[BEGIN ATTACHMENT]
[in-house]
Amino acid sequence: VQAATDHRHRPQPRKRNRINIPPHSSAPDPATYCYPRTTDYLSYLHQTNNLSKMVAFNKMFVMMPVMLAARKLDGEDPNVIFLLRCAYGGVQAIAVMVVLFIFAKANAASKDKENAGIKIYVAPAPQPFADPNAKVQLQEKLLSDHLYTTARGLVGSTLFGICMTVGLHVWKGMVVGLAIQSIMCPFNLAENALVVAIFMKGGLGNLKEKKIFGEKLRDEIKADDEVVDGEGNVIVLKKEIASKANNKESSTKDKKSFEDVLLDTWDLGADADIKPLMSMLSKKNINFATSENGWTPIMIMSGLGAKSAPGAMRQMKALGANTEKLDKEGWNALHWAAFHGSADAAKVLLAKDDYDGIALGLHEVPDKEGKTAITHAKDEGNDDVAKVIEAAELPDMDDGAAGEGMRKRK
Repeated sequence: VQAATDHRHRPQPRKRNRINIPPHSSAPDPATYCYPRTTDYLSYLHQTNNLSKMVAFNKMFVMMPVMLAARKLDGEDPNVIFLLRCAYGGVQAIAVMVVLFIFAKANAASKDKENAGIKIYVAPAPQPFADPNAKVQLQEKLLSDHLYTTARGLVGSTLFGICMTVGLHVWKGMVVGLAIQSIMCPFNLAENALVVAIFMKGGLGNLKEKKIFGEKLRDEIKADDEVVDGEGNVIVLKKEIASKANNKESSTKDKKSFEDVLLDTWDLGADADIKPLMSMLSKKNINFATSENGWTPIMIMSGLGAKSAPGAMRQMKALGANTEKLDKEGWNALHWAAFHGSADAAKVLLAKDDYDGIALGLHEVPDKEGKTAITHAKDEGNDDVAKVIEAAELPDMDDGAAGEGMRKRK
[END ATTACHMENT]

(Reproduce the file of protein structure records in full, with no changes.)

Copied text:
[in-house]
Amino acid sequence: VQAATDHRHRPQPRKRNRINIPPHSSAPDPATYCYPRTTDYLSYLHQTNNLSKMVAFNKMFVMMPVMLAARKLDGEDPNVIFLLRCAYGGVQAIAVMVVLFIFAKANAASKDKENAGIKIYVAPAPQPFADPNAKVQLQEKLLSDHLYTTARGLVGSTLFGICMTVGLHVWKGMVVGLAIQSIMCPFNLAENALVVAIFMKGGLGNLKEKKIFGEKLRDEIKADDEVVDGEGNVIVLKKEIASKANNKESSTKDKKSFEDVLLDTWDLGADADIKPLMSMLSKKNINFATSENGWTPIMIMSGLGAKSAPGAMRQMKALGANTEKLDKEGWNALHWAAFHGSADAAKVLLAKDDYDGIALGLHEVPDKEGKTAITHAKDEGNDDVAKVIEAAELPDMDDGAAGEGMRKRK
Repeated sequence: VQAATDHRHRPQPRKRNRINIPPHSSAPDPATYCYPRTTDYLSYLHQTNNLSKMVAFNKMFVMMPVMLAARKLDGEDPNVIFLLRCAYGGVQAIAVMVVLFIFAKANAASKDKENAGIKIYVAPAPQPFADPNAKVQLQEKLLSDHLYTTARGLVGSTLFGICMTVGLHVWKGMVVGLAIQSIMCPFNLAENALVVAIFMKGGLGNLKEKKIFGEKLRDEIKADDEVVDGEGNVIVLKKEIASKANNKESSTKDKKSFEDVLLDTWDLGADADIKPLMSMLSKKNINFATSENGWTPIMIMSGLGAKSAPGAMRQMKALGANTEKLDKEGWNALHWAAFHGSADAAKVLLAKDDYDGIALGLHEVPDKEGKTAITHAKDEGNDDVAKVIEAAELPDMDDGAAGEGMRKRK